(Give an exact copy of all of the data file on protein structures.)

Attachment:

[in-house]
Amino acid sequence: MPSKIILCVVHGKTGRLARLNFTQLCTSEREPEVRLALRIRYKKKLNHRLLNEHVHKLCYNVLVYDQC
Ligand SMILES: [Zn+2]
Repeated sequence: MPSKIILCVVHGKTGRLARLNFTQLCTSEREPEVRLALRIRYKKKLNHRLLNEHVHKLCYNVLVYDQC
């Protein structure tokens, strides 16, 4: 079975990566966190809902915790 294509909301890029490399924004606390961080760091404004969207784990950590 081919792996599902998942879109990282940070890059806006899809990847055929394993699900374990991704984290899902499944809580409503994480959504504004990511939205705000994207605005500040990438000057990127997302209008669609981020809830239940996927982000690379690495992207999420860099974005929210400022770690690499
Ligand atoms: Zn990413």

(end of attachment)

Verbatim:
[in-house]
Amino acid sequence: MPSKIILCVVHGKTGRLARLNFTQLCTSEREPEVRLALRIRYKKKLNHRLLNEHVHKLCYNVLVYDQC
Ligand SMILES: [Zn+2]
Repeated sequence: MPSKIILCVVHGKTGRLARLNFTQLCTSEREPEVRLALRIRYKKKLNHRLLNEHVHKLCYNVLVYDQC
């Protein structure tokens, strides 16, 4: 079975990566966190809902915790 294509909301890029490399924004606390961080760091404004969207784990950590 081919792996599902998942879109990282940070890059806006899809990847055929394993699900374990991704984290899902499944809580409503994480959504504004990511939205705000994207605005500040990438000057990127997302209008669609981020809830239940996927982000690379690495992207999420860099974005929210400022770690690499
Ligand atoms: Zn990413």